Elytral length/maximum width across the elytra 1.21–3.74. Elytra not individually tapered; exposing no more than part of the terminal tergite (usually), or at least three complete abdominal tergites; dull; non-glabrous. Elytra with six or more longitudinal lines of punctures, or apunctate, irregularly punctate, or each with fewer than 6 longitudinal lines of punctures or impressed striae; the lines per elytron when more than five, 12 or more. Scutellary striole absent. Wings well developed. Wings without an anal lobe. Wings without a medial fleck. Abdominal sternites 5–6; all articulated and moveable, or comprising both fused and moveable components. Basal abdominal sternites immovably joined when present, 2. Abdominal segment 8 with apparently functional spiracles. The male external genitalia trilobate.
Adult habitat, ecology. Probably not predacious (?); on living vegetation and associated with flowers.
Larvae. Mature larvae small to medium-sized. The larvae elongate and more or less parallel-sided. Body circular in cross-section to somewhat flattened. Vestiture restricted to fine hairs or setae. The larvae dorsally only very lightly pigmented or sclerotized; ventrally only very lightly pigmented. The antennae 2 segmented, or 3 segmented. Stemmata absent. The frontoclypeal suture between frons and clypeus indistinct or absent. The labrum and head capsule partly fused, with an incomplete suture. Apices of the mandibles bilobed or bidentate. The maxillary palps 3 segmented. The labium with a short ligula between the palps. Labial palps present and segmented; 2 segmented. Mesothoracic legs present and segmented; 5 segmented; with 1 moveable claw. Visible abdominal segments 10. Tergum 9 of the abdomen entirely dorsal. The abdomen having functional spiracles on anterior segments (these cribriform); without spiracular tubes. The abdominal apex without a respiratory chamber. Abdominal tergum 8 without amature. The posterior segments without swimming hairs. The last abdominal segment with cerci, or without cerci.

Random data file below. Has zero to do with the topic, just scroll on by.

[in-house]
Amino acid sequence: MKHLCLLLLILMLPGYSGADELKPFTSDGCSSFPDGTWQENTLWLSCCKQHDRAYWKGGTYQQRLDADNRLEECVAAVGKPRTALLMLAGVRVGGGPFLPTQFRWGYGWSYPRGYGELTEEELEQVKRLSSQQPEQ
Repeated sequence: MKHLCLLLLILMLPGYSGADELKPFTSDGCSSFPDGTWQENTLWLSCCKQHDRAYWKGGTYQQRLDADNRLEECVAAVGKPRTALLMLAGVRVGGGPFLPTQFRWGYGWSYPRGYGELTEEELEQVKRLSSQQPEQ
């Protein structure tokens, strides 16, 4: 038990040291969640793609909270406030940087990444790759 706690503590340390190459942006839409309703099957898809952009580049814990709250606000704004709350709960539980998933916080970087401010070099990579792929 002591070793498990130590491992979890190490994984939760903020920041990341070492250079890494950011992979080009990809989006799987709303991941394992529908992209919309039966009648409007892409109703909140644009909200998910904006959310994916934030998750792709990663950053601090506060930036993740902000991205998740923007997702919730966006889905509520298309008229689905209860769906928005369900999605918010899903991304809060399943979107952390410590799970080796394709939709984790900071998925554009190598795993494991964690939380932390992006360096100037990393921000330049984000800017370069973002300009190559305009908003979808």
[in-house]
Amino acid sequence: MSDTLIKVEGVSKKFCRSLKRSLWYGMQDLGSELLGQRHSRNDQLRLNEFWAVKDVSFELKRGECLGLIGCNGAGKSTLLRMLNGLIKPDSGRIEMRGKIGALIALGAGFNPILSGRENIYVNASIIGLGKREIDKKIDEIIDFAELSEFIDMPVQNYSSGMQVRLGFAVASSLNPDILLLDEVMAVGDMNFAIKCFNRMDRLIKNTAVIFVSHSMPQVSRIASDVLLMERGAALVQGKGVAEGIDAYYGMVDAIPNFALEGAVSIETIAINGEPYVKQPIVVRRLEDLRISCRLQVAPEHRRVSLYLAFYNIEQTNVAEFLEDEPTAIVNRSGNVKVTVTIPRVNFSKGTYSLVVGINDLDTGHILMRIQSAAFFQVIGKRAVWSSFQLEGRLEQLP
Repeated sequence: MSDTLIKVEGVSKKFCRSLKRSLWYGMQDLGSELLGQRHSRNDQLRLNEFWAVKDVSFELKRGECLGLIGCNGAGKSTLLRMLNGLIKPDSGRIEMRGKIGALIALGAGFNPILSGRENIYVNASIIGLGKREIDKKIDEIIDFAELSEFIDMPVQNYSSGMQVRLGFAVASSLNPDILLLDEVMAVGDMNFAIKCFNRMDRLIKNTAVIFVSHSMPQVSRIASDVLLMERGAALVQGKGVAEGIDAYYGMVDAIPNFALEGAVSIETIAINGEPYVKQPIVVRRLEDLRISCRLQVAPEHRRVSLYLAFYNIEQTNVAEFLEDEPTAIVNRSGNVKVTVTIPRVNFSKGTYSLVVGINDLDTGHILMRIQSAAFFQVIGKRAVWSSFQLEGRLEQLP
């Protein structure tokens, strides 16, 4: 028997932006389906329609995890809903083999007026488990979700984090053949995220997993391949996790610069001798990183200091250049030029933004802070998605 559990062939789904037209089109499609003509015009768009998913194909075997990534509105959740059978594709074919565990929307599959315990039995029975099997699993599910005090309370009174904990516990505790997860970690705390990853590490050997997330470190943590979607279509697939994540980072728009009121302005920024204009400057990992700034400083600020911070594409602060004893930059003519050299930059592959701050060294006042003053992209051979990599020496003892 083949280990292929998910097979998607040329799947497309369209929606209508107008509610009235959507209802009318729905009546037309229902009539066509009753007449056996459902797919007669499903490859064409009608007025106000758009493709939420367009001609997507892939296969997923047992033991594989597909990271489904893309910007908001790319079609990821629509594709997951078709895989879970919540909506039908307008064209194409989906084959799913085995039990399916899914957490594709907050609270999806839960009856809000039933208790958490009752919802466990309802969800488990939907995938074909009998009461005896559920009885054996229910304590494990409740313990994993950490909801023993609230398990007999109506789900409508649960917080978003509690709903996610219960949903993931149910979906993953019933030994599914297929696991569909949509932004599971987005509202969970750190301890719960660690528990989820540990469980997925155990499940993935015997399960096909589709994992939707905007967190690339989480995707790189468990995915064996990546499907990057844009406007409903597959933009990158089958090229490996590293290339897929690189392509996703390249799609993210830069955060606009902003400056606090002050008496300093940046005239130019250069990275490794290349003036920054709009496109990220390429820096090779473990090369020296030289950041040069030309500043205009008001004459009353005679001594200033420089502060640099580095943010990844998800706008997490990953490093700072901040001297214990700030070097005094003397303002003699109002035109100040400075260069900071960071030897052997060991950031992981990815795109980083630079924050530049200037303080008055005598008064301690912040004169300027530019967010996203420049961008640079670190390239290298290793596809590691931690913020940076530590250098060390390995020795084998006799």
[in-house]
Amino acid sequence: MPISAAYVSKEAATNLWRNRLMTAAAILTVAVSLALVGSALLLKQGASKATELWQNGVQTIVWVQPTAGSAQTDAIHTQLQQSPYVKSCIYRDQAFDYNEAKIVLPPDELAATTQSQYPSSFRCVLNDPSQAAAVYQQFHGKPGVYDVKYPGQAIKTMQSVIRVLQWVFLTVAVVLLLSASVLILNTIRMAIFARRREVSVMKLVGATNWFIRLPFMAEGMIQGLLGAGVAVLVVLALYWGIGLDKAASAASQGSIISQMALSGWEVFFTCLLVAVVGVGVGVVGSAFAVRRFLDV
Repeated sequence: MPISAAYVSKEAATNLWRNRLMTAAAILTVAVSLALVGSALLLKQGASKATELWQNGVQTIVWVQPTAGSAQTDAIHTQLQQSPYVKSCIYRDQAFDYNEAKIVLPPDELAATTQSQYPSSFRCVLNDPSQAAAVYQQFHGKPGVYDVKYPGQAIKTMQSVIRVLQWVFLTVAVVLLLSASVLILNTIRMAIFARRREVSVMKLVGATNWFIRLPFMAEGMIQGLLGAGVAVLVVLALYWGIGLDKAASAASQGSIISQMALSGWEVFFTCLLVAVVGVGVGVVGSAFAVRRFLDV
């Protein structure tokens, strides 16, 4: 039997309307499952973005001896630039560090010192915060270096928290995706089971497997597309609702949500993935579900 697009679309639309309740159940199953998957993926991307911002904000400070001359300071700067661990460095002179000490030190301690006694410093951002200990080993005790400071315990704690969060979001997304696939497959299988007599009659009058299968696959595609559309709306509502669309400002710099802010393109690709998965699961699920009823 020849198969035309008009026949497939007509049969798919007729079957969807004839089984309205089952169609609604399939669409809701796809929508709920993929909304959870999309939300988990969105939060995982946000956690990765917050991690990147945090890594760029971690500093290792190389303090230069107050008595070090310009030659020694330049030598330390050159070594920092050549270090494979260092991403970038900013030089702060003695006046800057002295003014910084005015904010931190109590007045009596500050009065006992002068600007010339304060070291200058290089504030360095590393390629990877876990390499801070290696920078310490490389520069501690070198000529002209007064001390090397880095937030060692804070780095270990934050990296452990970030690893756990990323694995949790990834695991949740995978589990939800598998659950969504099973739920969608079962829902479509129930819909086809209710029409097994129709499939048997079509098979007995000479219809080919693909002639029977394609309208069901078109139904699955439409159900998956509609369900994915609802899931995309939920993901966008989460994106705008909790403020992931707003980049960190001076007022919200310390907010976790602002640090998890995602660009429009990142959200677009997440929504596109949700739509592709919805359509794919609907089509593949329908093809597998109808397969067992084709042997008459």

Larvae commonly found under stones and in the soil; phytophagous and consuming decaying plant material (especially on plant roots and organic matter in soil).
The larvae C-shaped like those of scarabs, with rather long 3-segmented antennae and a reduced abdominal segment 10 lying under the large segment 9.
Classification. Suborder Polyphaga; Infraorder Elateriformia; Superfamily Dascilloidea.
Representation in Britain and Ireland, and worldwide. About 80 species worldwide; genera 15. 1 species in Britain; genera in Britain 1; Dascillus. E.g., Dascillus cervinus.
General comments. Adults more elongate than Scirtidae, the thorax with obvious side-margins.
Illustrations. • Dascillus cervinus (bent216). • Dascillus cervinus (details, B. Ent. 216). • Dascillus cervinus: B. Ent. 216, legend+text. • Dascillus cervinus: B. Ent. 216, text cont.. • Dascillus cervinus (with Elateridae and Scirtidae): Fowler 4, 109 (1890). • Fowler 4, 109 (1890): original legend..
To view the illustrations with detailed captions, go to the interactive key. This also offers full and partial descriptions, diagnostic descriptions, differences and similarities between taxa, lists of taxa exhibiting or lacking specified attributes, and distributions of character states within any set of taxa.
Cite this publication as: ‘Watson, L., and Dallwitz, M.J. 2003 onwards. Insects of Britain and Ireland: the families of Coleoptera. Version: 16th May 2016. delta-intkey.com’.